Religious, political leaders join thousands in solidarity march against anti-Semitism after string of attacks

Elected officials and interfaith leaders joined together with New York residents Sunday to march in solidarity with the local Jewish community following a series of recent incidents against Jews that have plagued the area.

Senate Minority Leader Chuck Schumer and Cardinal Timothy Dolan were among those who walked alongside an estimated 25,000 who gathered in Manhattan’s Foley Square and marched across the Brooklyn Bridge in opposition to anti-Semitism.

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“Anti-semitism, bigotry is now a national crisis,” Schumer declared before the march began. The Senate Minority Leader recalled how members of his own family -- including a 3-month-old child -- were gunned down by Nazis in Ukraine in 1941.

“And that was in part because when anti-Semitism reared its head in Germany in the 1920s and 1930s, enough people of good will did nothing. Too many people of good will did nothing. We are people of good will and we will not stand for bigotry of any type. Anti-Semitism or any other bigotry, and we will be very, very forceful against it.”

Schumer said he intends to introduce a bill that would provide $360 million for houses of worship of different faiths. The needs include cameras, gates, strong doors, hired security.

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“Hateful people have aimed at houses of worship,” he said, referring not only to attacks against Jews but the deadly shooting at a Texas church a week earlier. “They need to be protected.”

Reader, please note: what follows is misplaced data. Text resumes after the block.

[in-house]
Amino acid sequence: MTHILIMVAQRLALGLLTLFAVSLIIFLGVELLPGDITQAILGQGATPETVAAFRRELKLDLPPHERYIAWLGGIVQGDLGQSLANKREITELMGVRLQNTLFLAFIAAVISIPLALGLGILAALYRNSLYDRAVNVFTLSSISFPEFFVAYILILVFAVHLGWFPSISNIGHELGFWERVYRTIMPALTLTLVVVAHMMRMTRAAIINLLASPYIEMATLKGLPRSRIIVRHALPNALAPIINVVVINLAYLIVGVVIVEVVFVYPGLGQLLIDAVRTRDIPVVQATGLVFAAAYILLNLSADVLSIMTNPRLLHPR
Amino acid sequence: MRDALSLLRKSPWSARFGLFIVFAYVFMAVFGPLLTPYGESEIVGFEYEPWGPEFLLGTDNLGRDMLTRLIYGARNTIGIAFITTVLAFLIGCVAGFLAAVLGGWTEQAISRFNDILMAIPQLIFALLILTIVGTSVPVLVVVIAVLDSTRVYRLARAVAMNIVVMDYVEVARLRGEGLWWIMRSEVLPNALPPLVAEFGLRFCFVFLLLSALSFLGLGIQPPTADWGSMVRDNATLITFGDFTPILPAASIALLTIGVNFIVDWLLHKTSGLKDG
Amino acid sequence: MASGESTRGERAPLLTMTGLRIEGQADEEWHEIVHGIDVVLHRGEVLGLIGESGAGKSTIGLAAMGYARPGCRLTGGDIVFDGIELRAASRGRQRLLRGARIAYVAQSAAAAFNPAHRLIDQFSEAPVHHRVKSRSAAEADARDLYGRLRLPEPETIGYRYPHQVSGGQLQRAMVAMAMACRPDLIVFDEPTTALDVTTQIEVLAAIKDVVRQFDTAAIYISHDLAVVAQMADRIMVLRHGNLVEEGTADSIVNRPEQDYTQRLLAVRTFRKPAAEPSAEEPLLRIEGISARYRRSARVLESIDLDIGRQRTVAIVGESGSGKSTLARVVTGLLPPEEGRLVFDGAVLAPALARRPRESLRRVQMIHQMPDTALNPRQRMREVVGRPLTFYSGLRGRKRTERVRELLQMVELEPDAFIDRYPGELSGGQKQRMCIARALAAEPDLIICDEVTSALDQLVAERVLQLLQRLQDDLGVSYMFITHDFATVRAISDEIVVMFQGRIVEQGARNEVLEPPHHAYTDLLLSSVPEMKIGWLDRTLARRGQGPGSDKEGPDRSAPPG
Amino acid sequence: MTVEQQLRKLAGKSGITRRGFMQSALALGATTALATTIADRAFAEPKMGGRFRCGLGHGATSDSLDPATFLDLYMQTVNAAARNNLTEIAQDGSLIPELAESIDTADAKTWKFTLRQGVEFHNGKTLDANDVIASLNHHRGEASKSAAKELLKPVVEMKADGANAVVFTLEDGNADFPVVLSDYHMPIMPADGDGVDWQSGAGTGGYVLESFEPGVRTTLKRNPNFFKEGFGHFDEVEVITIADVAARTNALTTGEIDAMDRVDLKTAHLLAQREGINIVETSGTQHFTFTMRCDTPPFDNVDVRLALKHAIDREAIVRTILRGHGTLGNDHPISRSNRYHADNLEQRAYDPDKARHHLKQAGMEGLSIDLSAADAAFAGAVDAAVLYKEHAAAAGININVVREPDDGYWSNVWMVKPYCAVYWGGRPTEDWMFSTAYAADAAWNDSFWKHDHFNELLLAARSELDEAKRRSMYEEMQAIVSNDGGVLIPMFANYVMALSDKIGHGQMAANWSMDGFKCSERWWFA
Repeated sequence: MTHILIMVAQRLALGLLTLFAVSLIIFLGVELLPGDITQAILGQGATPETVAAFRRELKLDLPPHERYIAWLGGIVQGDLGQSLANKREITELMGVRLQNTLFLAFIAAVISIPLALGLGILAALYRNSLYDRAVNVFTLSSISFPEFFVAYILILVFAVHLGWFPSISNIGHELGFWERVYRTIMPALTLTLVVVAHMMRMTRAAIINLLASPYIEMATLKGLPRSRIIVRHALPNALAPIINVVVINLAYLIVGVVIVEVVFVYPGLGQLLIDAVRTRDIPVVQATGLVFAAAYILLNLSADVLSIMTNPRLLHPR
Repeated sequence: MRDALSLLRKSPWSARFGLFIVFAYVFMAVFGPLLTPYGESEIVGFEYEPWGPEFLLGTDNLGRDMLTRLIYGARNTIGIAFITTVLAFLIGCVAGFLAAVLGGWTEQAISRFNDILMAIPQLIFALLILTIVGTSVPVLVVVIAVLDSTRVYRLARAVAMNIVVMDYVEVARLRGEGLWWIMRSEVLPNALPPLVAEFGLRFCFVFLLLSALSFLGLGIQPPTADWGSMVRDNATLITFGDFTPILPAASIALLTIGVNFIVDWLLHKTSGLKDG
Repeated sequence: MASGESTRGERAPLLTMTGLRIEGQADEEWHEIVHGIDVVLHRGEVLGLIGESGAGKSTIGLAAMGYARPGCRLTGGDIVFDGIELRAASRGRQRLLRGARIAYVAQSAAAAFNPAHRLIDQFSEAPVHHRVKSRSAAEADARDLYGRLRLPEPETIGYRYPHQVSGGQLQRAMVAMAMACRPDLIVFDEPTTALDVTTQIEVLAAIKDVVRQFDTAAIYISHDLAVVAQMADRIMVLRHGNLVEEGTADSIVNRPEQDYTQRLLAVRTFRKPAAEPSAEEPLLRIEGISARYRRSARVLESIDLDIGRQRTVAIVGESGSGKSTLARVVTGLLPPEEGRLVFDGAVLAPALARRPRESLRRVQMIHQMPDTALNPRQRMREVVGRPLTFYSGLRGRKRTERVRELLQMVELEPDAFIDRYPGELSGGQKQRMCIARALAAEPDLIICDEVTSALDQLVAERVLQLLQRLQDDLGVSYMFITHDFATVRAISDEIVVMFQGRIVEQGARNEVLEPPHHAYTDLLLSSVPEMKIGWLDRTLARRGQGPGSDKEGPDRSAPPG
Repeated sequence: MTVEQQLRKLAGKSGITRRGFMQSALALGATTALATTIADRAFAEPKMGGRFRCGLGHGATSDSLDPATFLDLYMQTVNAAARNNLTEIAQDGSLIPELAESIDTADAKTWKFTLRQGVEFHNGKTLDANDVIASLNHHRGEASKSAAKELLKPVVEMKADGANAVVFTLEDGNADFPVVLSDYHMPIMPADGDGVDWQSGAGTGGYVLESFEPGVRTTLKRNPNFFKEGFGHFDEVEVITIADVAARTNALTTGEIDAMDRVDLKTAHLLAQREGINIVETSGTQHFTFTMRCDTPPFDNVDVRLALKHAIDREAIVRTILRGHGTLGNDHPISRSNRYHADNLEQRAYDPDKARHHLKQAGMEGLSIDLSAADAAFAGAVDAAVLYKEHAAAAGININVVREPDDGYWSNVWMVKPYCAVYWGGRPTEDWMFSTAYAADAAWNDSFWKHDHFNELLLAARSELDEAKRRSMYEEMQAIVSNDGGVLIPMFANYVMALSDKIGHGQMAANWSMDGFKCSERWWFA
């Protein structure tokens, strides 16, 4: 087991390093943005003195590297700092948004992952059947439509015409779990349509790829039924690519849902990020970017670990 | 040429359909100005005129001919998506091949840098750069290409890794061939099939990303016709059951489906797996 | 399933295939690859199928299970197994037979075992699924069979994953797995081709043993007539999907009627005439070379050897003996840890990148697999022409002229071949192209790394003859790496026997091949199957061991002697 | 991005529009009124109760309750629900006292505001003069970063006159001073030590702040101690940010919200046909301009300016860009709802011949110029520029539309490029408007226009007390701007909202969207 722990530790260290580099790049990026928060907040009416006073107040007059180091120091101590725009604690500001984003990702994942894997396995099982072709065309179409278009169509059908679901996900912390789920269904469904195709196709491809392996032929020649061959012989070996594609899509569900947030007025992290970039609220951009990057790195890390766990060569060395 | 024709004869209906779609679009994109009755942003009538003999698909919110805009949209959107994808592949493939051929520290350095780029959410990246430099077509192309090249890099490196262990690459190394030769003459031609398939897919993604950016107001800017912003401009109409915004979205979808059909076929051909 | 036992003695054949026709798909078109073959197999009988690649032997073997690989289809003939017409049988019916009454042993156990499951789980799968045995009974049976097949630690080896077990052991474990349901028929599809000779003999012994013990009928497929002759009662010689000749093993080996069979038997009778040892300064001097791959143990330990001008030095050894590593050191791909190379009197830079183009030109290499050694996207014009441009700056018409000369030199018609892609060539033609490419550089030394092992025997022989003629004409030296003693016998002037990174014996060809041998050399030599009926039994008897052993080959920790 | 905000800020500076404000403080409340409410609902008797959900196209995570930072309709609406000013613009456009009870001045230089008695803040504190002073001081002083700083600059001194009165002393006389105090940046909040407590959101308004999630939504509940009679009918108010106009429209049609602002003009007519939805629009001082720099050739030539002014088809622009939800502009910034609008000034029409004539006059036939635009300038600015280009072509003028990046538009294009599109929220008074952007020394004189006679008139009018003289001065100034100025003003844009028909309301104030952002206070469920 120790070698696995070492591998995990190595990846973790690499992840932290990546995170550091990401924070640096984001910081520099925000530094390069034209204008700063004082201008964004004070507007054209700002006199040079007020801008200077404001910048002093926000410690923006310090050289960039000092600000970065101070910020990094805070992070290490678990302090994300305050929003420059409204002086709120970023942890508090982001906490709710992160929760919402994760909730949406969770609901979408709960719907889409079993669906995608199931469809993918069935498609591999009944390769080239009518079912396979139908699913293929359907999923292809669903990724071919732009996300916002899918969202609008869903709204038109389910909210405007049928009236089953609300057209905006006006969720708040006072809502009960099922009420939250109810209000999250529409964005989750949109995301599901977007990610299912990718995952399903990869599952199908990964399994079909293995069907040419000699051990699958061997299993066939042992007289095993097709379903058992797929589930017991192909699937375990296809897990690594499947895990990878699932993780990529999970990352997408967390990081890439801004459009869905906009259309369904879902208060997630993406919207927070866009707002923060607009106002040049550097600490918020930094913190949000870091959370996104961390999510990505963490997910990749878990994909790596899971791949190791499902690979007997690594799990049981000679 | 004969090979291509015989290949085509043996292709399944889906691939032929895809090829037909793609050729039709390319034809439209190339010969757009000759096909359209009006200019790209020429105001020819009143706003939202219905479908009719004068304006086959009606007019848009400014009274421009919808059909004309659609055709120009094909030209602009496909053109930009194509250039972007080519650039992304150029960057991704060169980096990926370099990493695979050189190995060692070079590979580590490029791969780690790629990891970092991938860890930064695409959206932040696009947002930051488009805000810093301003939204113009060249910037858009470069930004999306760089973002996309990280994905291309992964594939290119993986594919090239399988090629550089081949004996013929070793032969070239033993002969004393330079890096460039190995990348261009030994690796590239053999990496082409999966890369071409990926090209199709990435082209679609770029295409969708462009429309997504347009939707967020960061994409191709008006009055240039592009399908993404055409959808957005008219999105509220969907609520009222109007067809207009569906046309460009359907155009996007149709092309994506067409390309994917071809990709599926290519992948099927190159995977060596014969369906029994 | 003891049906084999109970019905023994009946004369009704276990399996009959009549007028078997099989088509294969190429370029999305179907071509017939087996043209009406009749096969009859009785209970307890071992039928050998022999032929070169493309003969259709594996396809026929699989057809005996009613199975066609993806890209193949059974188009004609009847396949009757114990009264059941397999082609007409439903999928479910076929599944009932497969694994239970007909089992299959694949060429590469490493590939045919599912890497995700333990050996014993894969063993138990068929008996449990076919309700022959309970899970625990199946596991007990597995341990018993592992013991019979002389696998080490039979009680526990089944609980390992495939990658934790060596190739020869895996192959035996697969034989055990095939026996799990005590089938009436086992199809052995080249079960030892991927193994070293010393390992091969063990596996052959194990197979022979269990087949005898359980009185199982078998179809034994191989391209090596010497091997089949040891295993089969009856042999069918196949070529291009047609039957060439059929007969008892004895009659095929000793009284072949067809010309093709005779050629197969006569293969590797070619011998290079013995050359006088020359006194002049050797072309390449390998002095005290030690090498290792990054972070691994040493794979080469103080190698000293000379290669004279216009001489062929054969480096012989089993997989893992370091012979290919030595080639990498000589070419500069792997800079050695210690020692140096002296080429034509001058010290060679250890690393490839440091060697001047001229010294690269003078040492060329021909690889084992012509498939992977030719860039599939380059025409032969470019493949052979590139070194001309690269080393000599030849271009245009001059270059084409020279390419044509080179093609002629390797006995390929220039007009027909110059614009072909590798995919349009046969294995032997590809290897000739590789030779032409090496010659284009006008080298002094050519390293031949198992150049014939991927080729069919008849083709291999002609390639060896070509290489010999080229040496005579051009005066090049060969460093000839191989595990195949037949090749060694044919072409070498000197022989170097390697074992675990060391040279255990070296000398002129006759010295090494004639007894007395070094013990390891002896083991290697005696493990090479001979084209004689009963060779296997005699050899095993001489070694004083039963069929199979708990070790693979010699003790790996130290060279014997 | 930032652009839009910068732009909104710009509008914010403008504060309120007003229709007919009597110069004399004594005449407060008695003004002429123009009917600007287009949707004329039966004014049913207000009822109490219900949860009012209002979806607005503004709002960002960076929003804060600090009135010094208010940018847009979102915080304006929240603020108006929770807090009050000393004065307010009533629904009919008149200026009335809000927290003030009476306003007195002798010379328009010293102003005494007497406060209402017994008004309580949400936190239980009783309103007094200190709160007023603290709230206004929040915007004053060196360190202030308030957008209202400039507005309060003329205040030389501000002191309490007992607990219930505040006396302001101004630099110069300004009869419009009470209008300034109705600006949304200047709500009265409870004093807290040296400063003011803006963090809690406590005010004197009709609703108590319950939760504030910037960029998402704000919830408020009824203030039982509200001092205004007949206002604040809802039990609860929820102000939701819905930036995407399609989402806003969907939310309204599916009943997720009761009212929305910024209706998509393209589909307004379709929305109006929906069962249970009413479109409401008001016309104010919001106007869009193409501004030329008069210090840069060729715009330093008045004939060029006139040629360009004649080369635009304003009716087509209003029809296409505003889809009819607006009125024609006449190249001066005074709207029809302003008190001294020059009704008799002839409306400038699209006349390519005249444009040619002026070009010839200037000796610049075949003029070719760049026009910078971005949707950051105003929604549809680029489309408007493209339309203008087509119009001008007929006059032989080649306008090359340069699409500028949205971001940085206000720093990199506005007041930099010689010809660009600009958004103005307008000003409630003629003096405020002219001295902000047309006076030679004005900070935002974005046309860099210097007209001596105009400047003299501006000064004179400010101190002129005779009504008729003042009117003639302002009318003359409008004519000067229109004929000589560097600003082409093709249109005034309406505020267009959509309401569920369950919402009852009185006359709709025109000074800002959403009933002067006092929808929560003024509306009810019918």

The event, organized by UJA-Federation of New York, featured participants marching while holding signs emblazoned with slogans such as “Anti-Semitism = Anti-Human” and “No hate. No fear.” It concluded with a rally in Brooklyn’s Cadman Plaza featuring a musical performance by Jewish reggae star Matisyahu.

Schumer’s fellow New York senator, Democrat Kirsten Gillibrand, and Gov. Andrew Cuomo were also in attendance. Cuomo, who traveled to the town of Monsey after the neighborhood was rocked by stabbings at a local rabbis home in December, stated that he intends to push for increased police on a hate crimes task force, an additional $45 million for non-public religious schools to use for security, and statewide education to promote diversity.

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The governor also expressed pride in the local population for coming together in the face of tragedy and bigotry. Cuomo claimed that the show of solidarity was “New York at her best.”